LONDON – The Latest on developments across financial markets (all times local):
On a day when investors are fretting over the global economy, soft U.S. retail sales figures have done little to alleviate the downbeat mood in stock markets.
The Commerce Department has reported that retail sales dipped by 0.1 per cent in February, largely on the back of lower fuel prices at the pump.
Economists had hoped that solid hiring and lower gas prices would entice consumers to spend more, yet Americans seem to be pocketing much of the savings from cheaper gas.
The figures are the last major data point before policymakers at the Federal Reserve begin their two-day policy meeting. The central bank is expected to keep rates unchanged at the meeting’s conclusion on Wednesday.
U.S. stocks are set to track their counterparts in Europe and Asia lower when they open shortly. S&P 500 futures are down 0.6 per cent.
After a couple of weeks of relative calm, the British pound is under pressure again from fears that the country may vote to leave the European Union in a referendum in June.
The latest jitters were stoked by a survey in The Daily Telegraph that the “leave” campaign has the edge in terms of people’s inclination to vote. In a tight contest, that could matter and swing the outcome.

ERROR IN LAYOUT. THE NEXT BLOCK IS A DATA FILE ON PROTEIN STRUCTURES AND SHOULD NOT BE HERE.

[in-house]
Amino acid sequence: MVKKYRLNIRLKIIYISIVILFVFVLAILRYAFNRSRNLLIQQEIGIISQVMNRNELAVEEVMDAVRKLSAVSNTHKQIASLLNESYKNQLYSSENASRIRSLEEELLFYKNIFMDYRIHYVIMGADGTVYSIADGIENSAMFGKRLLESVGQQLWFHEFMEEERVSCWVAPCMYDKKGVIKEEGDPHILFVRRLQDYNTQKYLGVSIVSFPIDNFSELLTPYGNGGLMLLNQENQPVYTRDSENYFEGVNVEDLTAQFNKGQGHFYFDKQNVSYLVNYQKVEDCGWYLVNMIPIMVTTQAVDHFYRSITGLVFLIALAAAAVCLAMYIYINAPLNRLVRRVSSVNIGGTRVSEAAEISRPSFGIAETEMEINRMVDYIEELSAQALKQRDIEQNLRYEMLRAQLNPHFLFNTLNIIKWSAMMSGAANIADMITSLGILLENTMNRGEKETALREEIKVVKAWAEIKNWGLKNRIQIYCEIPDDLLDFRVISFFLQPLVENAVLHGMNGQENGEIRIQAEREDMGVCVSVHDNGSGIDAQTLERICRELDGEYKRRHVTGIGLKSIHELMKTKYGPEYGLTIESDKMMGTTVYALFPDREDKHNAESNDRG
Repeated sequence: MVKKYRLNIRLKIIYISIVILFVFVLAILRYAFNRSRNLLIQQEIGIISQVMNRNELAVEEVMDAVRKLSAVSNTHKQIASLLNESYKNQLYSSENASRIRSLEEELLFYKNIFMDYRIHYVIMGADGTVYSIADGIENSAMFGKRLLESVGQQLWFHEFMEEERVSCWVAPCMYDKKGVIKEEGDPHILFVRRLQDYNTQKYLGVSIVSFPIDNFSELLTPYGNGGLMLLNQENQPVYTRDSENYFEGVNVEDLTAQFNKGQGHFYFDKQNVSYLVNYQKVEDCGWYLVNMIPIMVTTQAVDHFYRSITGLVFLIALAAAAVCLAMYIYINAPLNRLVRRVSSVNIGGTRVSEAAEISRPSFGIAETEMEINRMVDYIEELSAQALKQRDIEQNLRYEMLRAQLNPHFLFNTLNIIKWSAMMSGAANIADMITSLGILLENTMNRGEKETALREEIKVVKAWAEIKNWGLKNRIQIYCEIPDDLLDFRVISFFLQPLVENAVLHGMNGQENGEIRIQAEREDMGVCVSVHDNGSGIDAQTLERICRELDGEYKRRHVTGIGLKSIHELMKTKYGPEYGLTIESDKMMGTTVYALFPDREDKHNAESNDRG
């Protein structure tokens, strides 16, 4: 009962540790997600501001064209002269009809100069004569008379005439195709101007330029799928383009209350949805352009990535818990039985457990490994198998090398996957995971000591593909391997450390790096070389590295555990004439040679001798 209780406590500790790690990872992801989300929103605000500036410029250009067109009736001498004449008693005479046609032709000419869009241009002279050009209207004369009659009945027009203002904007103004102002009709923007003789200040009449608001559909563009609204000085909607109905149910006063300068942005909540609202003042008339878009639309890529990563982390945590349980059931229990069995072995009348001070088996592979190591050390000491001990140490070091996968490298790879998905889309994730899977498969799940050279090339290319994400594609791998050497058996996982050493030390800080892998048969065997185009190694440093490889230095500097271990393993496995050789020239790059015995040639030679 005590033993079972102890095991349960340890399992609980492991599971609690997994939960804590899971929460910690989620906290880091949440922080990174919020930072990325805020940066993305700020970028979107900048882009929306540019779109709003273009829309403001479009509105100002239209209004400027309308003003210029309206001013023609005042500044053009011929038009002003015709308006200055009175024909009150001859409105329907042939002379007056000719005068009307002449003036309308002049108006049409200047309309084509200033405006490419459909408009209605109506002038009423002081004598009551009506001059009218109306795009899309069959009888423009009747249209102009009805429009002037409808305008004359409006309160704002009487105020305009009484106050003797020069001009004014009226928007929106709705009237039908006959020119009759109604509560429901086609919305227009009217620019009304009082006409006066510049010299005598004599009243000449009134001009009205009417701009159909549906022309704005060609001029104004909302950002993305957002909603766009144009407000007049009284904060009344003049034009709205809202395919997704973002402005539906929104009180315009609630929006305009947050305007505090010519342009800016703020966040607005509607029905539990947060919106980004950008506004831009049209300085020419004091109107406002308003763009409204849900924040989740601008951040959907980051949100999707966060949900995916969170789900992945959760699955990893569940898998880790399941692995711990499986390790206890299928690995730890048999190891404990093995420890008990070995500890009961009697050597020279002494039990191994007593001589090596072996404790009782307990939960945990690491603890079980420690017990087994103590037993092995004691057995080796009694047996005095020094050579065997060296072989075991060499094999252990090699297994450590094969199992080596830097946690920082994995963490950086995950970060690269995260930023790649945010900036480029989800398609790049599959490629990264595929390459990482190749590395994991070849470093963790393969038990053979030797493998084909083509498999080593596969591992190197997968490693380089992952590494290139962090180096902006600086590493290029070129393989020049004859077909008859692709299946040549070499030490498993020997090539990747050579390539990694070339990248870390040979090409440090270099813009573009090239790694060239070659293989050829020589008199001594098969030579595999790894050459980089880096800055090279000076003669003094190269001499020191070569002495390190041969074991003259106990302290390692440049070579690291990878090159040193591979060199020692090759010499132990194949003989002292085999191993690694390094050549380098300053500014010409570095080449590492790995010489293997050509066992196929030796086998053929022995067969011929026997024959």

Kit Juckes, a global strategist at Societe Generale, says the pound will face intense pressure right through to the June 23 referendum given the uncertainty about the credibility of polls. He says he’s “not going to be bullish” on the pound as long as the vote remains a concern.
The pound was down 0.8 per cent of $1.4175. Last month it fell to 7-year lows of $1.3783.
Oil prices, like stocks, have enjoyed solid gains over the past couple of weeks. And like stocks, they’re in retreat on Tuesday.
Waning expectations of a production freeze from the world’s major oil producers are largely behind the drop, though worries over the global economy, stoked further by the Bank of Japan’s gloomy outlook, are also a factor.
A barrel of benchmark U.S. crude is down 2.4 per cent at $36.29, while the international standard, Brent, is 2.5 per cent lower at $38.56 a barrel.
Despite the recent pullback, Neil MacKinnon, global macro strategist at VTB Capital, says “at this stage, it seems unlikely that it presages a more meaningful decline in the oil price.”
A downbeat economic assessment from the Bank of Japan and unease over what the Federal Reserve will decide at its policy meeting on Wednesday are weighing on global stock markets.
Following a dispiriting session in Asia, European markets are recording broad-based declines. The Stoxx 600 index of European shares is down 0.9 per cent at 341.4.
Central banks are the main driver in markets.
Now that Japan’s central bank has opted to keep policy unchanged, investors are turning their attention to the Fed, which begins its two-day meeting Tuesday.
Michael Hewson, chief market analyst at CMC Markets, says investors “will be looking for signs that Fed officials are worried enough about the recent global slowdown” to have revised down predictions of the future path of interest rate rises, which at the beginning of the year raised the prospect of at least four rate rises this year.